Conditional clauses are also called conditional sentences or if sentences. They always have two parts, a main clause and an if clause. These two parts are closely connected. The action in the main part can only happen if a certain condition is taking place. This condition has to be expressed in the if clause.
If he comes to my party, I will be happy.
The condition is "If he comes to my party" and the consequence of this condition is "I will be happy".
You can start a conditional clause with the main clause or the if clause:
If I have a problem, Susan always helps me. or Susan always helps me if I have a problem.
The zero conditional is used with general statements, actions that are certainly happening and facts. We use it with things that are true. In both clauses the present tense is used.
If there is a problem, I can always talk to Carol.
Present Tense ------ Present Tense
First Conditional - Type I
It's possible that . . . We use the Conditional I to talk about the future situations that are realistic to happen. We use the present tense in the if-clause and the will-future in the main clause.
Colin is an intelligent boy. It is April 15th. The exam is on April 23rd. He has enough time to learn for the exam - he can pass it.
If he studies, he will pass the exam on April 23rd.
Present Tense ------ Will Future
Second Conditional - Type II
It's possible but not very probable . . . We use the Conditional II to talk about the future situations that are unreal or nearly impossible to happen. We use the past tense in the if-clause and conditional present in the main clause.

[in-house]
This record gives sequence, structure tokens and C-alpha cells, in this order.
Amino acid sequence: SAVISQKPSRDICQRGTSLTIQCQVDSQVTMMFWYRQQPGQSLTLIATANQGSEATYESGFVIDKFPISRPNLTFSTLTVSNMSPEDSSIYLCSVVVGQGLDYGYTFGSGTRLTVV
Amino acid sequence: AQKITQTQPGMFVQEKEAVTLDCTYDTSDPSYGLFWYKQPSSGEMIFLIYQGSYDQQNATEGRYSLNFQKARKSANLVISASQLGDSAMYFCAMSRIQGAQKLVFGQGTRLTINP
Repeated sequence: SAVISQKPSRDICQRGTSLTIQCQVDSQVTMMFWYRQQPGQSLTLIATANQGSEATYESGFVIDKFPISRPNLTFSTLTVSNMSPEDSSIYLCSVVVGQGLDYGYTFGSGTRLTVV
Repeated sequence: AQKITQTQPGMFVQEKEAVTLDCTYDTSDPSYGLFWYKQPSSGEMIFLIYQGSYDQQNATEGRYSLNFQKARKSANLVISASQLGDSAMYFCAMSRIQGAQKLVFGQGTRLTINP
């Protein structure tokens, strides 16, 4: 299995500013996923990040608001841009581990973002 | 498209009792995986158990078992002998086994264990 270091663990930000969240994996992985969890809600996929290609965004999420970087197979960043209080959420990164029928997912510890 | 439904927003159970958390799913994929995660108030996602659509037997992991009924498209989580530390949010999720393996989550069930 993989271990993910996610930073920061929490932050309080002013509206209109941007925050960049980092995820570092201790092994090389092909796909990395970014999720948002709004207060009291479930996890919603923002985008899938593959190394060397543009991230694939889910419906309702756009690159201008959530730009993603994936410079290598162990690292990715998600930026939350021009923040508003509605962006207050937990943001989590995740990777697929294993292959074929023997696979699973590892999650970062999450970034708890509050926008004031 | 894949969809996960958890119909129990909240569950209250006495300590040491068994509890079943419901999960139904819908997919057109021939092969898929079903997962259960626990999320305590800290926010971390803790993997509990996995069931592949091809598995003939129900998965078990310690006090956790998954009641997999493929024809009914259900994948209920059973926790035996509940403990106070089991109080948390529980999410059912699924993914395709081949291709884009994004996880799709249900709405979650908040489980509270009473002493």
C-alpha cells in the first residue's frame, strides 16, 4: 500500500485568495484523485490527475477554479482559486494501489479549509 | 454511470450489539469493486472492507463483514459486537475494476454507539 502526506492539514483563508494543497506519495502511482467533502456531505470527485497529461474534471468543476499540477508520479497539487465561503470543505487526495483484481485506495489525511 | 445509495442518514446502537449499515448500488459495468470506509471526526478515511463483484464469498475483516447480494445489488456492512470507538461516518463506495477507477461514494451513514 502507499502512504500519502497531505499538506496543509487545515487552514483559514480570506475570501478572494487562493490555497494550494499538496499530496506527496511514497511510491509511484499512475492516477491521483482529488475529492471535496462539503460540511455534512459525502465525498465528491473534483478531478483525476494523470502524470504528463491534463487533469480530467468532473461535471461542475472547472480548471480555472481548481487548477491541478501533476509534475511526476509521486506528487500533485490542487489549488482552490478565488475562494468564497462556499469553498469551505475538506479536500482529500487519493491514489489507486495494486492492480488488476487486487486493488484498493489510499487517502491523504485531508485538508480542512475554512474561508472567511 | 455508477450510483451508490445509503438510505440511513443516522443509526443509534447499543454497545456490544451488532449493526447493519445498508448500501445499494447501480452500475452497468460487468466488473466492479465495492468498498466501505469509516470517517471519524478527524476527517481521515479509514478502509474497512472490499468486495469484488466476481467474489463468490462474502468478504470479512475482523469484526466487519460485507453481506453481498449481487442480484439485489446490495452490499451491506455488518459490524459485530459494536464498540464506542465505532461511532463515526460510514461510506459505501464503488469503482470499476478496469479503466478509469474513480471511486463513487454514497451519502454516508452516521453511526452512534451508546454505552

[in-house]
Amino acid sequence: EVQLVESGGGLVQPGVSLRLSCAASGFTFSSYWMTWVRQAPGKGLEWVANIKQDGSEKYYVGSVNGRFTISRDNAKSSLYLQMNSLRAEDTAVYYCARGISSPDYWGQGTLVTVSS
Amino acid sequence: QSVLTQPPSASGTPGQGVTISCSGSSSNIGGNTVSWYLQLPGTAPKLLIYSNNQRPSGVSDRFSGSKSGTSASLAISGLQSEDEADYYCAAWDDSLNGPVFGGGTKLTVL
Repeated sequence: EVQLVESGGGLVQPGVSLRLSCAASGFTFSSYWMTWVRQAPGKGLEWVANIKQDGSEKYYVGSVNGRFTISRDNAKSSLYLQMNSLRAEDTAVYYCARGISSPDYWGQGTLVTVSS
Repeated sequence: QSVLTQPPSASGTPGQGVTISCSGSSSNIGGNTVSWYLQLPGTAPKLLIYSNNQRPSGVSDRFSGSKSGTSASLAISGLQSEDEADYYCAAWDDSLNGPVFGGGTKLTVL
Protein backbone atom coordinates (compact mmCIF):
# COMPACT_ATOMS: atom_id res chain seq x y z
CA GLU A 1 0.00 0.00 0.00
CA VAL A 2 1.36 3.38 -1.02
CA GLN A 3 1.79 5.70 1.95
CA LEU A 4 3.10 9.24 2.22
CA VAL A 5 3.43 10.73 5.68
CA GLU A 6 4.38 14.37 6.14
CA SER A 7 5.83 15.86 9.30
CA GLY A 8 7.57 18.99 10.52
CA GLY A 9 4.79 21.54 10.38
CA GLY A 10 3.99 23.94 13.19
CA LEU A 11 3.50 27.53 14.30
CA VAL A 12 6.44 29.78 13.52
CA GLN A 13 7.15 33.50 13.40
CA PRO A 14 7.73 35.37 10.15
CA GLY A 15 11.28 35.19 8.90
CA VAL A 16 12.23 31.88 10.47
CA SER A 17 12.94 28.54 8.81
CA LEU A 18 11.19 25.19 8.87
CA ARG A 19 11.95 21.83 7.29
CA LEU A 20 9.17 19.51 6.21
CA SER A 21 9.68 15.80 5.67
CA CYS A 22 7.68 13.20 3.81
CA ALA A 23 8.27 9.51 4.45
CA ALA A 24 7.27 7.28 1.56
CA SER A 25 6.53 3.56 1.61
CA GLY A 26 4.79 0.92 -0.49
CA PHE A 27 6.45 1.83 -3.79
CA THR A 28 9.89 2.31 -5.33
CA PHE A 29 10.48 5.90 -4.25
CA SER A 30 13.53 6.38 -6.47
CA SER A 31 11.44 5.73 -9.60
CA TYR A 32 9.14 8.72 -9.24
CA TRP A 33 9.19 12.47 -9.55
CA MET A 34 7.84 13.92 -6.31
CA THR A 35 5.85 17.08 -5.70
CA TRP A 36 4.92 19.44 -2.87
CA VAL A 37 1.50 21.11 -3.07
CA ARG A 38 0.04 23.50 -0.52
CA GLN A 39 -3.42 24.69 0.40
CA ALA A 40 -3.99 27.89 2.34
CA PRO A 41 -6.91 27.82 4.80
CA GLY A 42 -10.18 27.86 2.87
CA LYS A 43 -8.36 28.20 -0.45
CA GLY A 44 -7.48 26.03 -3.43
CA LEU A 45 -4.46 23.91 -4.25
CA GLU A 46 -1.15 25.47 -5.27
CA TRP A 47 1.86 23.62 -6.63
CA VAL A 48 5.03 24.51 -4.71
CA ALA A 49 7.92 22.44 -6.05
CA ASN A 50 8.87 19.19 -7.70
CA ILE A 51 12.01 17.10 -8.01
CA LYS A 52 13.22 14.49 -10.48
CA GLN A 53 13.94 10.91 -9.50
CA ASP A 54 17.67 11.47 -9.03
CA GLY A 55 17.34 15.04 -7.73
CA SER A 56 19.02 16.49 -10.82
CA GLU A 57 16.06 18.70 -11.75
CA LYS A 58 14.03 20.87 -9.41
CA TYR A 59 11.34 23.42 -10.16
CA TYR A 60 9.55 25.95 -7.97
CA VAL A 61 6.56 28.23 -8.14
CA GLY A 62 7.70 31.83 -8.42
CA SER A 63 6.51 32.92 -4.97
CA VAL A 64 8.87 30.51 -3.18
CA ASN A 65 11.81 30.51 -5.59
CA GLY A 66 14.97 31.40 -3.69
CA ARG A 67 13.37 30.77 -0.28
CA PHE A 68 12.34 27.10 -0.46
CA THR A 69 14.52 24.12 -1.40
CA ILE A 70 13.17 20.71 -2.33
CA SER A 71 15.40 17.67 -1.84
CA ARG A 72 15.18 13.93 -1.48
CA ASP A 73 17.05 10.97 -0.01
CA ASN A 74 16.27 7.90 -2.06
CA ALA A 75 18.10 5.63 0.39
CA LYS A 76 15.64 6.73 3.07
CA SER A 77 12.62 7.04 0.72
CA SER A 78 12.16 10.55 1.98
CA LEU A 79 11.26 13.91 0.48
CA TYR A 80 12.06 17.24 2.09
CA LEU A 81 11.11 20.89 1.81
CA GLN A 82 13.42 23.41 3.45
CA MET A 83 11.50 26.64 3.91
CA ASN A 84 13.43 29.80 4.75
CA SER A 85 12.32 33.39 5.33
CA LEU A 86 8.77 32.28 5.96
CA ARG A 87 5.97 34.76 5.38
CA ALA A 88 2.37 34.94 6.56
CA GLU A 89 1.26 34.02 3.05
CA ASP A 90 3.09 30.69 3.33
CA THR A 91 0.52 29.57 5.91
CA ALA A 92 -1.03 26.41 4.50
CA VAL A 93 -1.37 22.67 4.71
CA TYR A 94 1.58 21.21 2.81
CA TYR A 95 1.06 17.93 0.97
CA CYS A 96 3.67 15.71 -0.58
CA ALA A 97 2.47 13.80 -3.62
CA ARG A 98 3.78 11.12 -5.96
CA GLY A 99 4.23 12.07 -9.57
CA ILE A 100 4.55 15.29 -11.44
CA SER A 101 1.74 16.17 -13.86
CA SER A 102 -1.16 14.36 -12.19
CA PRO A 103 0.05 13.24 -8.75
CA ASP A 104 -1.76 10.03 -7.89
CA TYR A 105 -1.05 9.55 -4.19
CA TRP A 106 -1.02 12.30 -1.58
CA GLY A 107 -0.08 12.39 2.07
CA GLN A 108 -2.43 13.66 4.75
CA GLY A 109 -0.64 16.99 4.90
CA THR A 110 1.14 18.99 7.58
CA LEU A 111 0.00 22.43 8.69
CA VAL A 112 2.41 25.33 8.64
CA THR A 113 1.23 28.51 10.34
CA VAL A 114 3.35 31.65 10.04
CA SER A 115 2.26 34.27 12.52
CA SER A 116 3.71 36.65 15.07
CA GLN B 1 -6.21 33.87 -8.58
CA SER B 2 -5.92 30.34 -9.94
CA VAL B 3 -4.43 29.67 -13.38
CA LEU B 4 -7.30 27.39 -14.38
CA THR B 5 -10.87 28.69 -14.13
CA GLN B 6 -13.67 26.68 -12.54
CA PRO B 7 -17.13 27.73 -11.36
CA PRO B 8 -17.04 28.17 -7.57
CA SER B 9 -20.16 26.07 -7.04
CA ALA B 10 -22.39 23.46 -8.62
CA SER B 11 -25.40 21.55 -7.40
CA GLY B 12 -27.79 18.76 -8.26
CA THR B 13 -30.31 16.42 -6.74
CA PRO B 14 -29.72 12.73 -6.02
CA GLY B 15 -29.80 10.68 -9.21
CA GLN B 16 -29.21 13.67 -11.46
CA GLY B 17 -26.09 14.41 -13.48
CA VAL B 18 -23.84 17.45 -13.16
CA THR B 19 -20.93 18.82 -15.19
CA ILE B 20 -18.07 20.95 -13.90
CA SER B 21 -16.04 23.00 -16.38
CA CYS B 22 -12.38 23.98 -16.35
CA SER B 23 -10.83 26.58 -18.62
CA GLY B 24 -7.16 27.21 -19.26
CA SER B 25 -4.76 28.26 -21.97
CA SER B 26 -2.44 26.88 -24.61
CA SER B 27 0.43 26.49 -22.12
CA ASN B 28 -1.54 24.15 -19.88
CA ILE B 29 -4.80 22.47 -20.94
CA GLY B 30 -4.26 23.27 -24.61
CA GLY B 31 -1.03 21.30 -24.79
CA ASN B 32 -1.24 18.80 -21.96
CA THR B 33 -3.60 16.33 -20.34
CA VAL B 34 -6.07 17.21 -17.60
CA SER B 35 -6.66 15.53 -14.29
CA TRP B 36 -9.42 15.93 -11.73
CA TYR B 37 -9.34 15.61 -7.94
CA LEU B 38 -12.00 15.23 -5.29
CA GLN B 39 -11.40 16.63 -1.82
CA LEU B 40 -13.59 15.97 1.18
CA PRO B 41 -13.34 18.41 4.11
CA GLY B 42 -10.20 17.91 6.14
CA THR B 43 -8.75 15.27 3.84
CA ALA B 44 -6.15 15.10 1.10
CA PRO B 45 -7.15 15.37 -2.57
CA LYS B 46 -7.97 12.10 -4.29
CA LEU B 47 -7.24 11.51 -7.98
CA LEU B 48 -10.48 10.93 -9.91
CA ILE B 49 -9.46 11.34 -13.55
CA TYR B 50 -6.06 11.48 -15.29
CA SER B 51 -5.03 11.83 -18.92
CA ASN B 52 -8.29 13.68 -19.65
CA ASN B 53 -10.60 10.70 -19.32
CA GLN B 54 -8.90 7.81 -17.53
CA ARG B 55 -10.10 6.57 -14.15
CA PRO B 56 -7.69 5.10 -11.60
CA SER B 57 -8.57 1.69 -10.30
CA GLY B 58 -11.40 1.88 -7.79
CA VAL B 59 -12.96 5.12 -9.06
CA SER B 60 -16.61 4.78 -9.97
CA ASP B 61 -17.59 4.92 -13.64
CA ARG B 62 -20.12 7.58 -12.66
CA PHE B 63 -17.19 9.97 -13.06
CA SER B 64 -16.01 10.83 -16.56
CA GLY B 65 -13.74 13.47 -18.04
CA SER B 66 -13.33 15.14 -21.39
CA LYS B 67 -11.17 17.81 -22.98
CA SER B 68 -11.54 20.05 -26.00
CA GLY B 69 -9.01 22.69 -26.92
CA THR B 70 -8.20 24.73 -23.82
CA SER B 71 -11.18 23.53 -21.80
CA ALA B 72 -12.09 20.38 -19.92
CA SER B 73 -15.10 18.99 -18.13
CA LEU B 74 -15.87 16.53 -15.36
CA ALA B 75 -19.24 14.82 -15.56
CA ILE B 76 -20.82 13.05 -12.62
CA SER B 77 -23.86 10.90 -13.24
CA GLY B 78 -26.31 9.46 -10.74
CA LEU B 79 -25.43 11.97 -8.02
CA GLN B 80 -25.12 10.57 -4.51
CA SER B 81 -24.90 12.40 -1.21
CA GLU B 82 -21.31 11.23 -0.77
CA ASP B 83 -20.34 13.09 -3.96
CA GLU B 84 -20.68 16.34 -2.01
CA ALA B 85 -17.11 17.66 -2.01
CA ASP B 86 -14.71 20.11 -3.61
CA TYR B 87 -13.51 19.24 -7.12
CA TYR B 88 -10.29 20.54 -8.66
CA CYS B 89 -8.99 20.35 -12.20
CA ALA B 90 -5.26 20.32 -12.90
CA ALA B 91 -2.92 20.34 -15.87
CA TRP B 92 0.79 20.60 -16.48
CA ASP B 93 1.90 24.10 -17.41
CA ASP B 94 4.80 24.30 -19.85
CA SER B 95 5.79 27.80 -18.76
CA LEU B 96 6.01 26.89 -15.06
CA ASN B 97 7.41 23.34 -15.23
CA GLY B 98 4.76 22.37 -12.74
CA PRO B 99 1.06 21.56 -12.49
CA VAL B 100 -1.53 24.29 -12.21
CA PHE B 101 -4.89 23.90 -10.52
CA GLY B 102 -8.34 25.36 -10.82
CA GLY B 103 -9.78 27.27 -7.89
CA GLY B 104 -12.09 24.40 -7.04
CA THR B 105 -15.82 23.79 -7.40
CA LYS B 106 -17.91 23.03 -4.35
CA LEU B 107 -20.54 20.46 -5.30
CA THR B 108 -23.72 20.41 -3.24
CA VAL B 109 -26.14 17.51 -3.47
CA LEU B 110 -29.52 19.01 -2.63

Colin didn't learn. He played football. It' April 22nd. Tomorrow is the exam. It is possible but not very probable that he will pass the exam.
If he studied, he would pass the exam.
Past Tense ------ Conditional Present (would + infinitive)
Third Conditional - Type III
It didn't happen and it is impossible now . . . We use the Conditional III to talk about past situations that didn't happen. We use the past perfect tense in the if-clause and the conditional perfect in the main clause.
It's April 23rd. Colin didn't pass the exam.
If he had learned, he would have passed the exam.
Past Perfect ------ Conditional Perfect (would + have + 3rd form)
Using commas in conditional sentences
When the condition is at the beginning of the sentence, you have to separate it from the main clause with a comma. If the condition is at the back of the sentence, you don't use a comma.
Examples: If he comes to my party, I'll be happy. I'll be happy if he comes to my party.